Whither Tag Clouds?

A few weeks ago, one could do relatively little clicking around the interwebs and notice the tear of pretty tag clouds powered by wordle. Bloggers of all stripes posted a wordle of their blog. Some, like Jeff Jarvis, mused about how the visualizations represent “another way way to see hot topics and another path to them.”

For as long as tag clouds have been a feature of the web, they’ve also been an object of futurist optimism, kindling images of Edward Tufte and notions that if someone could just unlock all those dense far-flung pages of information, just present them correctly, illumed, people everywhere would nod and understand. Their eyes would grow bright, and they would smile at the sheer sense it all makes. The headiness of a folksonomy is sweet for an information junkie.

It’s in that vein that ReadWriteWeb mythologizes the tag cloud as “buffalo on the pre-Columbian plains of North America.” A reader willing to cock his head and squint hard enough at the image of tag clouds “roaming the social web” as “huge, thundering herds of keywords of all shades and sizes” realizes that the Rob Cottingham would have us believe that tag clouds were graceful and defenseless beasts—and also now on the verge of extinction. He’s more or less correct.

I used to mythologize the tag cloud, but let’s be honest. They were never actually useful. You could never drag and drop one word in a tag cloud onto another to get the intersection or union of pages with those two tags. You could never really use a tag cloud to subscribe to RSS feeds of only the posts with a given set of tags.

A tag also never told you whether J.P. Morgan was a person or a bank. A tag cloud on a blog was never dynamic, never interactive. The tag cloud on one person’s blog never talked to the tag cloud on anyone else’s. I could never click on one tag and watch the cloud reform and show me only related tags, all re-sized and -colored to indicate their frequency or importance only in the part of the corpus in which the tag I clicked on is relevant.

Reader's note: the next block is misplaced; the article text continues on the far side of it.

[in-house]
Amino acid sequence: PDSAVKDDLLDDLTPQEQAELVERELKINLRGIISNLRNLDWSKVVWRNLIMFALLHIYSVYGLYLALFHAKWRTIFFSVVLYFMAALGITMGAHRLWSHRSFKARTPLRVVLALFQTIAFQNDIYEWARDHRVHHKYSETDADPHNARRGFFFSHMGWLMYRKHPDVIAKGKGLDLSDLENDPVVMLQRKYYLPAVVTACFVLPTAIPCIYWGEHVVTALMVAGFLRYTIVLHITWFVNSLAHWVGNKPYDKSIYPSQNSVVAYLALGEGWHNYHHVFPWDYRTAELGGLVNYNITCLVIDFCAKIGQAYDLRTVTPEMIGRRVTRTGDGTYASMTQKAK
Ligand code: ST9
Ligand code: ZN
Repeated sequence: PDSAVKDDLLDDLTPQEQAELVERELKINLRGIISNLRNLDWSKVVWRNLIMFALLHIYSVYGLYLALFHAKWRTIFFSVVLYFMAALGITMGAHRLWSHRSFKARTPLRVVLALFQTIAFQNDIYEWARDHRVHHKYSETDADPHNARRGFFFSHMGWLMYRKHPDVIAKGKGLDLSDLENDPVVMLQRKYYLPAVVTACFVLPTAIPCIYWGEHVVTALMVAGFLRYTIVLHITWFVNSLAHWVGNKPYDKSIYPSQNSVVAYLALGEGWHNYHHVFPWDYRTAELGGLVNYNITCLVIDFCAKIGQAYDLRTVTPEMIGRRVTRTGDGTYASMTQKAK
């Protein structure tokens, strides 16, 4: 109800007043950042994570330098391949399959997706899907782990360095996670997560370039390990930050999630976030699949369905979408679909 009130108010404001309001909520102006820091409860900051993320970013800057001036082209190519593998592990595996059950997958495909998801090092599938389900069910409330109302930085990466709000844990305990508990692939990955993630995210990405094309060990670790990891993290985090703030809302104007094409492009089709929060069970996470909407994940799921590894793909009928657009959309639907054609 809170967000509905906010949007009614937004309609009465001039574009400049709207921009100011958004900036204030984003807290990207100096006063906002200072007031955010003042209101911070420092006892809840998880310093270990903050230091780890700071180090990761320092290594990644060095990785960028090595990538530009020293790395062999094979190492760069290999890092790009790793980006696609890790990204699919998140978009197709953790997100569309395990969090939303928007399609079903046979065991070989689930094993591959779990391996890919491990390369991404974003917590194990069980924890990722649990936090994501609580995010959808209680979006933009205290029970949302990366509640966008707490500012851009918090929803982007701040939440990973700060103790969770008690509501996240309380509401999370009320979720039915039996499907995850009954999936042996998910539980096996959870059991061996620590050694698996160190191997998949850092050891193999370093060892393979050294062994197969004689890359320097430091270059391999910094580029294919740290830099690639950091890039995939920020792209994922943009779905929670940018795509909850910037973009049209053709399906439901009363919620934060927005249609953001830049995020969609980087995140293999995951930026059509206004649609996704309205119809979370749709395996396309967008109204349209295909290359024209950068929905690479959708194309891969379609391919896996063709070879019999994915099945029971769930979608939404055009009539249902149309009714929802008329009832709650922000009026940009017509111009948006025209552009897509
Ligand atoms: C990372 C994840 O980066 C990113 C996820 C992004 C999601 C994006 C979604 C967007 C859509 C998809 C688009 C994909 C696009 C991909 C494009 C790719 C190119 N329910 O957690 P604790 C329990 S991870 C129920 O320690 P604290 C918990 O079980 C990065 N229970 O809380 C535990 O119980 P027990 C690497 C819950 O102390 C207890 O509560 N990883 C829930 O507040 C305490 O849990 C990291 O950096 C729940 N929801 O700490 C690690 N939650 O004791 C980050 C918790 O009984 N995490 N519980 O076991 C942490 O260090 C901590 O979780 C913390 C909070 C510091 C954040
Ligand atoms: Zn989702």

But there’re also a cool-headed thoughts to have here. If tag clouds don’t work, what will? What is the best way to navigate around those groups of relatively many words called articles or posts? In the comments to Jarvis’s post, I asked a set of questions:

How will we know when we meet a visualization of the news that’s actually really useful? Can some visualization of the news lay not just another path to the “hot topic” but a better one? Or will headlines make a successful transition from the analog past of news to its digital future as the standard way we find what we want to read?

I believe the gut-level interest in tag clouds comes in part from the sense that headlines aren’t the best way to navigate around groups of articles much bigger than the number in a newspaper. There’s a real pain point there: scanning headlines doesn’t scale. Abstracting away from them, however, and focusing on topics and newsmakers in order to find what’s best to read or watch just might work.

I think there’s a very substantial market for a smarter tag cloud. They might look very different from what we’ve seen, but they will let us see at a glance lots of information and help us get to the best stuff faster. After all, the articles we want to read, the videos we want to watch, and the conversations we want to have around them are what’s actually important.

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